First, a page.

It was Sertorius who opposed Pompey Strabo, whose son would become known as Pompey Magnus, the most experienced commander of all that the senate then had at its disposal. Plutarch reports that a certain Lucius Terentius, one of the contubernals of Pompey's son Strabo, was bribed by the populares, who agreed to kill the enemy commander. The assassination attempt failed, but a mutiny arose in the camp. Gnaeus Pompey the Youngerappeared among the soldiers and begged with tears not to leave his father". He managed to prevent the transition of most of the army to the side of Sertorius. But then 800 people still left the camp - among them were high-ranking commanders who were present at Pompey's military councils. One of them - Lucius Girtuley then became one of the most successful commanders of Sertorius. In the ensuing battle, none of the armies achieved decisive success, but the battlefield remained with Pompey, it was his soldiers who were engaged in the burial of the dead the next day. Orosius reports that one of Pompey's soldiers killed his brother in that battle, whom he did not recognize, because "in a fight, recognition was hindered by a helmet, sound thinking - fury":
“When he recognized the body of his brother and his crime, he cursed the civil war, pierced his chest with a sword, and, shedding blood and tears, collapsed on the corpse of his brother.”
Then some kind of epidemic, traditionally called the plague, broke out in the armies of the senate. Among others, Gnaeus Pompey Strabo also died. The remnants of his army did not want to go under the command of the consul Gnaeus Octavius, demanding that they be led by a more authoritative commander - Quintus Caecilius Metellus Pius. After the refusal, they went over to the side of Cinna. Metellus retreated from Rome, famine began in the besieged city, and the Senate, having entered into negotiations with Cinna, agreed to return the title of consul to him and allowed troops to be sent to Rome - the second time in the history of this city. The Marians immediately launched repressions against the optimates. According to Plutarch, only Sertorius then
“did not succumb to a feeling of anger and did not kill anyone ... did not use the right of the winner and did not commit violence; on the contrary, he was indignant with Mari and in private conversations persuaded Cinna to act softer.
And then Sertorius, on the orders of Cinna, surrounded the camp of the slaves who had joined Mary (who raged more than anyone else), and killed them.
But now Orosius reports that the senators and noble Romans who fled to Sulla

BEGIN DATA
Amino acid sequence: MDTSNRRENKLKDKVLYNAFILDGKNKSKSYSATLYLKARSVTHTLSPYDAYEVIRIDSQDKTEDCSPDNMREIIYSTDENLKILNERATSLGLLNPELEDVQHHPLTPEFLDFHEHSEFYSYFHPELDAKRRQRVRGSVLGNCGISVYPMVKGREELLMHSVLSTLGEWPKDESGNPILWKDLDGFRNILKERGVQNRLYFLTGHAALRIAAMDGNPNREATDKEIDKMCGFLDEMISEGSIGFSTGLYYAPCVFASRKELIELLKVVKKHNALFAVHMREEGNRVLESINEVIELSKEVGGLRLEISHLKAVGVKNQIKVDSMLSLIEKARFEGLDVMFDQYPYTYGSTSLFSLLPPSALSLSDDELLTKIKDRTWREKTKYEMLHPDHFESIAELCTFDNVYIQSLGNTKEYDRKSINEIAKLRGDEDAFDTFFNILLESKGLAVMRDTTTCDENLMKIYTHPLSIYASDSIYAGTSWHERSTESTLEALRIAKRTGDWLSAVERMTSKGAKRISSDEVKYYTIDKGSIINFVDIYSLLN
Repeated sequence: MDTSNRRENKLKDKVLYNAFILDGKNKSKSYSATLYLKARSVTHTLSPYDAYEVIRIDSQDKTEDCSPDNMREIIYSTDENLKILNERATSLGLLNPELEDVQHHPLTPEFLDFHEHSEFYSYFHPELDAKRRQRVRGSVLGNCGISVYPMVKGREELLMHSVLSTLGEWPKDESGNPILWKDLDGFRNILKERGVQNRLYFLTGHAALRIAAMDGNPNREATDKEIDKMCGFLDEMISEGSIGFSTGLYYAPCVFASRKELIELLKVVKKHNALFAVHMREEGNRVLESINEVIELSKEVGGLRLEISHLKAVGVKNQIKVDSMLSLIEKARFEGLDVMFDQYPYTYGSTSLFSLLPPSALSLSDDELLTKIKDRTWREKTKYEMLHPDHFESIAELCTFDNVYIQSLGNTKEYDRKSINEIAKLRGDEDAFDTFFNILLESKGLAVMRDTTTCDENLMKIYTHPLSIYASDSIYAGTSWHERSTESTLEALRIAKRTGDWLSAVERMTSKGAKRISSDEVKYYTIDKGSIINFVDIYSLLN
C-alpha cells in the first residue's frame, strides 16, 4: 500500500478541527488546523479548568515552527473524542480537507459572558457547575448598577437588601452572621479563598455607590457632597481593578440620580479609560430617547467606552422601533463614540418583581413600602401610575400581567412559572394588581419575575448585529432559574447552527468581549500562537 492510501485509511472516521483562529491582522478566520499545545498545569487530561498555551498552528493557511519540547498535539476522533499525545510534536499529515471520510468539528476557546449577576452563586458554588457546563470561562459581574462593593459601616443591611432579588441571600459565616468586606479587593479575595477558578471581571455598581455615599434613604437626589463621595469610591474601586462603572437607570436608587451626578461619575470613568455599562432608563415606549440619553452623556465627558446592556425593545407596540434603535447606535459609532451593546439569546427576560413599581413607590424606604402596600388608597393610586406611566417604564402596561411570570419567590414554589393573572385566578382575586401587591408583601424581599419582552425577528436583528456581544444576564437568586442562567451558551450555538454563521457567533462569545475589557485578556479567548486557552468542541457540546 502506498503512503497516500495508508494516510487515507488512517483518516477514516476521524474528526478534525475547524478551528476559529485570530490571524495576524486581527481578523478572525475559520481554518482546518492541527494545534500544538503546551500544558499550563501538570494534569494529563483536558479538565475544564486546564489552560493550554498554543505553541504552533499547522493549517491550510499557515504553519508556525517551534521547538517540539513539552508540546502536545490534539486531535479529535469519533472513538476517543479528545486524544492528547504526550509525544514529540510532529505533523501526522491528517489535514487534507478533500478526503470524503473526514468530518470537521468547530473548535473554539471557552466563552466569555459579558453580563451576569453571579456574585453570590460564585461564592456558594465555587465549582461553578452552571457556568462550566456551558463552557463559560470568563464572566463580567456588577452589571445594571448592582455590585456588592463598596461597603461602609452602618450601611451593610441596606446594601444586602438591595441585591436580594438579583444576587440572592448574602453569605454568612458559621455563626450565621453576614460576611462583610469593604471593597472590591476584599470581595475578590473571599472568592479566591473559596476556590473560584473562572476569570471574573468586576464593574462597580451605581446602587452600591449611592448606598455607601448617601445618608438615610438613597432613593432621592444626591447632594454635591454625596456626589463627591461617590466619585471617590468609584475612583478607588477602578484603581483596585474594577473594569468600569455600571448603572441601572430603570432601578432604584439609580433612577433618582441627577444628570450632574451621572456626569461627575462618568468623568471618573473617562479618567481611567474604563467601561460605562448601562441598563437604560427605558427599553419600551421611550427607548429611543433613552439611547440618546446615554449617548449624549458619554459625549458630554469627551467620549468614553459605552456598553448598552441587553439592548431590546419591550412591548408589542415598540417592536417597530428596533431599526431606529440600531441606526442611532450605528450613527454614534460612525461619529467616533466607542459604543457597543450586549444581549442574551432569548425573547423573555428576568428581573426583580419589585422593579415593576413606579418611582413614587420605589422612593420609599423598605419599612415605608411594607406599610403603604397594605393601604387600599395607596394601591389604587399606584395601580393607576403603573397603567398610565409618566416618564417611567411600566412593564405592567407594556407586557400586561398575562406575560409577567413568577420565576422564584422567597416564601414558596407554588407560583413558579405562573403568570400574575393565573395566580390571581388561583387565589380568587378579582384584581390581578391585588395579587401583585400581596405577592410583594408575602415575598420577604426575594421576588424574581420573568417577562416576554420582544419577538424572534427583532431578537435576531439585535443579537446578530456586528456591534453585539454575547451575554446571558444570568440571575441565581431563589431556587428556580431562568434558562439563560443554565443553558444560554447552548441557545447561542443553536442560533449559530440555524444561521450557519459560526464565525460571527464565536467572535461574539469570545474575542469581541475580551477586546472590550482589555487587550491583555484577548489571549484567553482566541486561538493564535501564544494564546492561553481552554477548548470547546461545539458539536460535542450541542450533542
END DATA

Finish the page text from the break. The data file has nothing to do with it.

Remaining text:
"were saved from the power of Cinna, the cruelty of Marius, the madness of Fimbria and the audacity of Sertorius."
But the worst for Rome was yet to come. Velleius Paterculus states:
"Nothing would be more cruel than this victory, if Sullan did not follow it."
Return of Sulla
Lucius Cornelius Sulla, bust. Museum of Archeology, Venice
Having won the war with Mithridates, Sulla sent his army to Brundisium. In Italy, he was joined by the detachments of Gnaeus Pompey (he did not have his own troops and recruited them from his friends and clients), Marcus Licinius Crassus, Metellus Pius and some other surviving optimates. Gaius Marius had already died by this time, and Cinna was killed by rebellious soldiers. Lucius Cornelius Scipio and Gaius Junius Norbanus, who did not have much combat experience, were chosen as consuls. Sertorius was a legate in the army of Scipio. Sulla, on the other hand, led his troops into Campania, where at Mount Tifat he defeated the army of Norban, who retreated to Capua. After this, Sulla entered into negotiations with Scipio near Teana, while at the same time conducting agitation in his army. Experienced Sertorius warned the consul that he could lose the army without a fight, but his speeches only caused irritation. As a result, Sertorius was sent as an envoy to the camp of Norbanus. On the way, he arbitrarily captured Suessa Avrunka, which was located on the Appian Way, blocking a possible retreat route. Scipio tried to justify himself to Sulla, assuring that he knew nothing about the actions of a subordinate. Discontent grew in his troops, and everything ended, as Sertorius had expected, with the transition of the soldiers to the side of Sulla. Sertorius moved to Etruria, where he gathered a detachment of 40 cohorts. In Rome, at that time, the elections of consuls were held, which were won by Gnaeus Papirius Carbon and Gaius Marius Jr., who was only 26 or 27 years old. Interestingly, Marius the Younger, like his father, turned out to be hostile to Sertorius. In the end, he was sent as praetor with proconsular powers to Near Spain. Exuperantius says:
“Meanwhile, Marius and Carbon became consuls; at this time, Sertorius, not afraid of the power of Marius (the Younger), arrived in the City and began to denounce the general lethargy, while pointing to the energy and valor of Sulla, who, if he was not given proper resistance, would win. Then the consuls and other leaders of the cabal, censured by such words, decided either to put out of sight the zealous and ardent denunciator of their negligence, or to put a reliable ruler at the head of a warlike province, whose infidelity they feared, to send him to the Middle Spain, and he was ordered along the way to put things in order in Transalpine Gaul.